A recent post on one of the French property forums prompted this note. A British vendor had set very strict rules relating to visits, on the grounds that he owned two large dogs who were albeit friendly somewhat intrustive, and likely to distract potential buyers. He insisted that viewings were by appointment at a fixed time - when the owners would then leave the property with the dogs - and after the visit, the agent was to telephone them with an 'all clear' at which point the owners would return. The system had broken down within days, the vendor complained. In my reply I tried to point out that while his intentions were undoubtedly laudable, arranging property viewings is not always straightforward for the following reasons:
- Almost all buyers leave too little time for viewings, sometimes unaware of the distances involved, and want to rush off to another appointment (with a rival agent!) instead of completing a series of pre-arranged visits.
- Buyers can turn up late without warning, arrive unannounced and without an appointment, and still expect to be taken immediately on a series of visits.
- Many vendors prefer visits by appointment, with adequate notice, and may refuse to receive visits during meal times, evenings, weekends etc.
- Visits may take longer than anticipated, resulting in a series of delays and sometimes the need to re-schedule appointments en route.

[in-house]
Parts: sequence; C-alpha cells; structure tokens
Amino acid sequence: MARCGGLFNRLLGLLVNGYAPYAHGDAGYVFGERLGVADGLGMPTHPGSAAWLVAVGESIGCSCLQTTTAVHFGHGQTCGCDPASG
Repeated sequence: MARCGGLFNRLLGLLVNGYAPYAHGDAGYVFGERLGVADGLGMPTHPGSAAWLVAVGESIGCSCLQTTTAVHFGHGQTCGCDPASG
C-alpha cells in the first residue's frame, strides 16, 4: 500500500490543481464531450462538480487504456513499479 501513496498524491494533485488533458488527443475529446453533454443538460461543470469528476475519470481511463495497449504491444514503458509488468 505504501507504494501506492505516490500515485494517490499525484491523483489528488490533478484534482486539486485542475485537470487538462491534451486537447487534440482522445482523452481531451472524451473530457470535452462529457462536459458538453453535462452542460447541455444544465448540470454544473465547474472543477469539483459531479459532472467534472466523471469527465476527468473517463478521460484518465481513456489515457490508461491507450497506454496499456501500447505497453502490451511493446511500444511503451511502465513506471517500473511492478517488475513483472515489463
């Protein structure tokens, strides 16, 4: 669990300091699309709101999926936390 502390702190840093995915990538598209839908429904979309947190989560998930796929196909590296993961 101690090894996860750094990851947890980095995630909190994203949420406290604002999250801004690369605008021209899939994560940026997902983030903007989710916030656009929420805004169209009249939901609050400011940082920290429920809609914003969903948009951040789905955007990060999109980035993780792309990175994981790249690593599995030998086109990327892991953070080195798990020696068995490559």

- Vendors sometimes "forget" they have arranged an appointment and are not at home when the agent arrives with his potential client.
- Keys are not always where they should be! Some vendors insist on giving out only set of keys to be shared among a number of different offices or even different agencies. If a negotiator has arranged a series of visits he may be holding several sets of keys which will not be available until he returns to the office - perhaps some hours later.
These are just a few of the hazards drawn from my time as a negotiator inside a busy agency, with four offices, and eight or ten negotiators. The rule was that keys would be held at the office nearest to the property and returned as soon as possible after a viewing. Human nature being what it is, this did not always happen.
Vendors should try to understand the practical difficulties involved in arranging property viewings and be as flexible as possible in what is still a very competitive property market;